Editor's Note: Those studying my recent account of Lunacy's passage from Puerto Rico to Bermuda may have noticed that we did NOT find that abandoned Swan 48, Wolfhound, ex-Bella Luna , that I blogged about earlier. Ah, well... You can't always find that needle in the haystack, but I can deliver on my promise to tell you about the time I delivered a Swan 48 down to the islands.
I HAD OFTEN delivered boats from the northeastern U.S. to the West Indies in early November. I had also done northbound trips from the Indies to New England in the spring. But I had never before been asked to take a boat south to the Caribbean in early April. Why, pray tell, would anyone want to do this? The answer, not surprisingly, involved a racing schedule.
Techniques & Tactics
ATTENTION EARTH PEOPLE! As I write this I am approaching Bermuda, blasting along but 70 miles out on what seems a perpetual close reach, due for a landing sometime in the wee hours tomorrow, of which more later. What I really want to spout off about right now are inflatable tenders. I was thinking about this as we were preparing to leave Puerto Rico, while regarding our neighbors on a 45-foot Bristol next door, who were about to depart for Annapolis. They had just stowed their RIB tender for the passage, and it took up all of their foredeck. I mean ALL of it! On Lunacy, meanwhile... well, you see that photo up there?
THE FIRST TIME I almost lost it on a boat was during my first job with a boat magazine more than 25 years ago. Soon after I was hired, I was sent out to test a Grand Banks trawler on Block Island Sound, and on the run back from Block Island to Mystic, Connecticut, I made the mistake of helping myself to some Pringles potato chips I found on the flybridge. I also made the mistake of eating the whole can. Those familiar with Pringles, and with the motion of a Grand Banks trawler in a beam sea, will appreciate the consequences.
The first time I actually did lose it was on an Alden schooner in the Gulf Stream off southern Florida. We had taken on diesel fuel that morning and managed to spill quite a bit of it all over the floor of the main saloon. The whole boat thus reeked of fuel, and this, combined with a nasty chop in the Stream, got me feeling queasy. What blew me over the edge was when a shipmate, sensing my dilemma, suddenly plopped down beside me and began whispering in my ear, describing a greasy breakfast in pornographic detail. He then cackled with glee as my own breakfast suddenly exploded out my nose.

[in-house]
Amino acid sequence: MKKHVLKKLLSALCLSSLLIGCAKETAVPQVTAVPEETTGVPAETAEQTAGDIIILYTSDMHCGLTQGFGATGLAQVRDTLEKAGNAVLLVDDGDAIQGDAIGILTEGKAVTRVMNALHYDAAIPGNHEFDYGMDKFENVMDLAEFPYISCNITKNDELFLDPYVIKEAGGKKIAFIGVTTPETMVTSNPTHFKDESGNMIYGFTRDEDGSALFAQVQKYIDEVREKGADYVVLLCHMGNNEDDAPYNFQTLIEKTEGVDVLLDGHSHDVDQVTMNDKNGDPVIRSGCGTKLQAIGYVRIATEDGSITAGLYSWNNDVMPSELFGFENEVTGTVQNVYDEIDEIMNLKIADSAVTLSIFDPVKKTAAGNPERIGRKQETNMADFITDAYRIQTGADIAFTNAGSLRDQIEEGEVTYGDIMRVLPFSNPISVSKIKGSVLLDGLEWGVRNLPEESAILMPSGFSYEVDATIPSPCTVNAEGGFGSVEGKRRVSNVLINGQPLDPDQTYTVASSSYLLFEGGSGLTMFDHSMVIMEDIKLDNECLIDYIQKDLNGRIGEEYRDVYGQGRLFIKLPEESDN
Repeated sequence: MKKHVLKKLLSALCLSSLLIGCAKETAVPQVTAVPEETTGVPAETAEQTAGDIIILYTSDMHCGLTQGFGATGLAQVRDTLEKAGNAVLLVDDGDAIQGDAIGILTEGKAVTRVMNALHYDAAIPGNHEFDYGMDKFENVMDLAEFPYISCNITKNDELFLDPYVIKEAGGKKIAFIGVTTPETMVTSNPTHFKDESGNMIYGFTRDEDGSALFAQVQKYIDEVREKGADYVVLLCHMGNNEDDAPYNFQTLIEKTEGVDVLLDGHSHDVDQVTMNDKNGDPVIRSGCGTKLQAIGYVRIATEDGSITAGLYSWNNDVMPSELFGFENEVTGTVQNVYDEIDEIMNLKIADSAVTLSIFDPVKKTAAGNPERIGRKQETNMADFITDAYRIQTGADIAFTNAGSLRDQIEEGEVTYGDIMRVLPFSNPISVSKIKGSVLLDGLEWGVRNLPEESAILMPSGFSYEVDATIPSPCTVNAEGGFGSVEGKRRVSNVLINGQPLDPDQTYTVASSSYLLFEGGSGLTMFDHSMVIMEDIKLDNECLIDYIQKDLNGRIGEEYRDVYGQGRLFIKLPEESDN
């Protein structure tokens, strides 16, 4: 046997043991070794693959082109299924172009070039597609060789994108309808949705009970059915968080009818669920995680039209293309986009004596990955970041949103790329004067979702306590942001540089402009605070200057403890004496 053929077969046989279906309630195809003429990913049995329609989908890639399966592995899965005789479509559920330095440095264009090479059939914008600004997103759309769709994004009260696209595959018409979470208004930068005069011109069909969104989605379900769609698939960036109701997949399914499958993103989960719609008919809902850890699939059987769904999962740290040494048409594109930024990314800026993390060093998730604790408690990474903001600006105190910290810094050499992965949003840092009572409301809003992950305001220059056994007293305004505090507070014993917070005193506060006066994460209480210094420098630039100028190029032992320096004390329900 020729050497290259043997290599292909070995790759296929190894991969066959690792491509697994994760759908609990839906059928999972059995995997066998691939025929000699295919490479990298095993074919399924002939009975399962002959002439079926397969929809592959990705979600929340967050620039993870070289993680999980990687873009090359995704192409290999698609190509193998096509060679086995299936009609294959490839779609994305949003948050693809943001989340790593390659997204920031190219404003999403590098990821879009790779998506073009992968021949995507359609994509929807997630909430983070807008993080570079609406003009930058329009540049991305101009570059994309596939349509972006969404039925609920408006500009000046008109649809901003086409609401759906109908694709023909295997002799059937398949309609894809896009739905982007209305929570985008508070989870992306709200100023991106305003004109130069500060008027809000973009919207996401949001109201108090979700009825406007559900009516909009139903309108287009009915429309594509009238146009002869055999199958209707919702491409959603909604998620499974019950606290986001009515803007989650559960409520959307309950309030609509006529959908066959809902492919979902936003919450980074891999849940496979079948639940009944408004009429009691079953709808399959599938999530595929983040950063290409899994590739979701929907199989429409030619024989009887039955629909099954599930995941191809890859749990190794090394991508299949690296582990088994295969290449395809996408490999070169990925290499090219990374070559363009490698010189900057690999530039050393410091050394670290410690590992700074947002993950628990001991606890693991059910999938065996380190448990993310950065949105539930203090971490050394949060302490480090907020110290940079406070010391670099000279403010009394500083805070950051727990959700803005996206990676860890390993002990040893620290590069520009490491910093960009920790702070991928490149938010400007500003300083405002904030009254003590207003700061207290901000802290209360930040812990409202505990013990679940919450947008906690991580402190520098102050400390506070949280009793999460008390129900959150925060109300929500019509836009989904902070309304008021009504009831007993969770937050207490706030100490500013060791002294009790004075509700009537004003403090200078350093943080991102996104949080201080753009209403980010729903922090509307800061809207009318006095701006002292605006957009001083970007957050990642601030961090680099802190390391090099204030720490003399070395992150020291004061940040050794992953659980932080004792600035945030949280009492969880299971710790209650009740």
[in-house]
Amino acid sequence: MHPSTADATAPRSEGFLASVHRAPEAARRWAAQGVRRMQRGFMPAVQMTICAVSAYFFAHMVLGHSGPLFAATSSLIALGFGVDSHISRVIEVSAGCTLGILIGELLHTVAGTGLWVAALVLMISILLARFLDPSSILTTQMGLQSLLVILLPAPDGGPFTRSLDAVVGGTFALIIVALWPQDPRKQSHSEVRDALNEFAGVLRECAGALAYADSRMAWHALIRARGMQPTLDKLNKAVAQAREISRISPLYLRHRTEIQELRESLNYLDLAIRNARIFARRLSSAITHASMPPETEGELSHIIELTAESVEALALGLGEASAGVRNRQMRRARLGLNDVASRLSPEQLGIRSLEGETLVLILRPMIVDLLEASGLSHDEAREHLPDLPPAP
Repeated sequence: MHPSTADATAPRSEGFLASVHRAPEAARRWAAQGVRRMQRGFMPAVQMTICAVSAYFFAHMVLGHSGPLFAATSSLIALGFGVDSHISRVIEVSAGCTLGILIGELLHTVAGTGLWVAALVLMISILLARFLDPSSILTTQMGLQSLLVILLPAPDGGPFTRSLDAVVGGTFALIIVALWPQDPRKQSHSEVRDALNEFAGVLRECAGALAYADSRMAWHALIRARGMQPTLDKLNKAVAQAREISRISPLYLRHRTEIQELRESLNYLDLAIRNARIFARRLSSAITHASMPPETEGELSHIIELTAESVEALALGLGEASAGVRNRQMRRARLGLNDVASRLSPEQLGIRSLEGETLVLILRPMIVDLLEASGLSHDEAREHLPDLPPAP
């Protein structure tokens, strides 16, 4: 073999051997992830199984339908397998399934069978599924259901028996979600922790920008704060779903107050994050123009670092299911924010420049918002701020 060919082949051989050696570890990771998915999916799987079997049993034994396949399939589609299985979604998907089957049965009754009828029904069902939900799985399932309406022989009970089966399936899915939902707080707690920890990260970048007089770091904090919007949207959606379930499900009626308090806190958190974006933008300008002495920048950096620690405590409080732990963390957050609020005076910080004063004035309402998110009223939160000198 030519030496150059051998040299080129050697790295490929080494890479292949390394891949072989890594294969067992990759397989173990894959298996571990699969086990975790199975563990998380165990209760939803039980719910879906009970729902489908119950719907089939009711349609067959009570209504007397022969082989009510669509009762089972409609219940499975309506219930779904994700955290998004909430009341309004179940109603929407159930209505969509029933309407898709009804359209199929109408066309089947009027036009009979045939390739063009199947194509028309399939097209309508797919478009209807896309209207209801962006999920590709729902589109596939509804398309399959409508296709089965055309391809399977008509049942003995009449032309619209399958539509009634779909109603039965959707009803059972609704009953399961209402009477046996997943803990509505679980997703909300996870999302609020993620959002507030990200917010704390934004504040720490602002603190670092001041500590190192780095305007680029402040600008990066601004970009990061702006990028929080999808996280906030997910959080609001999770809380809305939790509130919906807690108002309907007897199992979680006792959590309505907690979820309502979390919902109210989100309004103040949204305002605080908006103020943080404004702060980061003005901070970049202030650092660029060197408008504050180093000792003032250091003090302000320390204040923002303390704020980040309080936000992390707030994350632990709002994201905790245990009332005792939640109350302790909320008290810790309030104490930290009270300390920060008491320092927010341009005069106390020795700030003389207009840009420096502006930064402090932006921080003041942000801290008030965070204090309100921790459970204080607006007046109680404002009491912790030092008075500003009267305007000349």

A LOT OF BLUEWATER SAILORS I know complain that they never catch fish while on passage. I once had this problem, too, but since perfecting my technique I've never once been skunked on a passage during which I have tried to catch fish. It's really not very hard and is a great way to vary your diet at sea.
Some hardcore "veggie-lantes" I know do like to argue that it is immoral to catch and eat fish. But the way I see it you have to look at things from the fish's perspective. A fish that is bigger than you normally will not hesitate to eat you if it is hungry. But it also probably won't kill you for sport and prominently display your remains in its home. Thus, rule number one in my guide to ethical fishing: never kill a fish for fun.
QUIZ ANY CURMUDGEON these days on the subject of proper wayfinding and you'll soon find yourself reefed down in a gale of conventional wisdom about the importance of paper charts, compass bearings, dead reckoning, sextants, and the like. But what curmudgeons tend to forget, as they rail on about how modern nav tools are corrupting us, is that many of their sacred cows are also just tools. They are more primitive, simpler, hence more reliable in one sense (if not more accurate), but still they are not the organic root of navigation.
Reduced to its purest form, human navigation (as opposed to more advanced forms used by migratory cetaceans, birds, and fish) is simply a matter of being able to look at something from a distance and say what it is. In a state of nature we can travel knowingly only as far as we can see.
I WAS AMAZED TO LEARN that Bill King, one of the nine sailors who in 1968 joined in the famous Golden Globe Race, the very first singlehanded non-stop race around the world, died late last week. I had assumed he must have died many years ago, but no... he's been alive and kicking all this while, working his organic farm at Oranmore Castle in County Galway in Ireland. In the end he made it all the way to 102 years before finally passing on to whatever comes next last Friday.
THIS IS A COMMON SIGHT at Dowling's fuel dock in St. Georges, Bermuda, both in the spring and the fall when the seasonal stampede of migrating yachts passes through. It never fails to amaze me how many jerry jugs of fuel some bluewater sailors are willing to carry. In this particular case I counted 16 jugs open on the quay waiting to be filled and another four on deck. At five gallons a pop that's an extra 100 gallons of fuel this crew will somehow lash down on the deck of their 40-foot sailboat. At 7.3 pounds per gallon (the most generally accepted average weight for diesel fuel) that's an extra 730 pounds this boat will be carrying well above its center of gravity. Or to look at it another way: that's like sailing around with over 900 feet of quarter-inch high-test anchor chain stored on deck.
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Offshore Passage Opportunities
Attainable Adventure Cruising
Blue Planet Times
Father & Son Sailing
Cruising Sailor's BB
Good Old Boat
North American Sailor
Liz Clark and the Voyage of Swell
Onboard with Mark Corke
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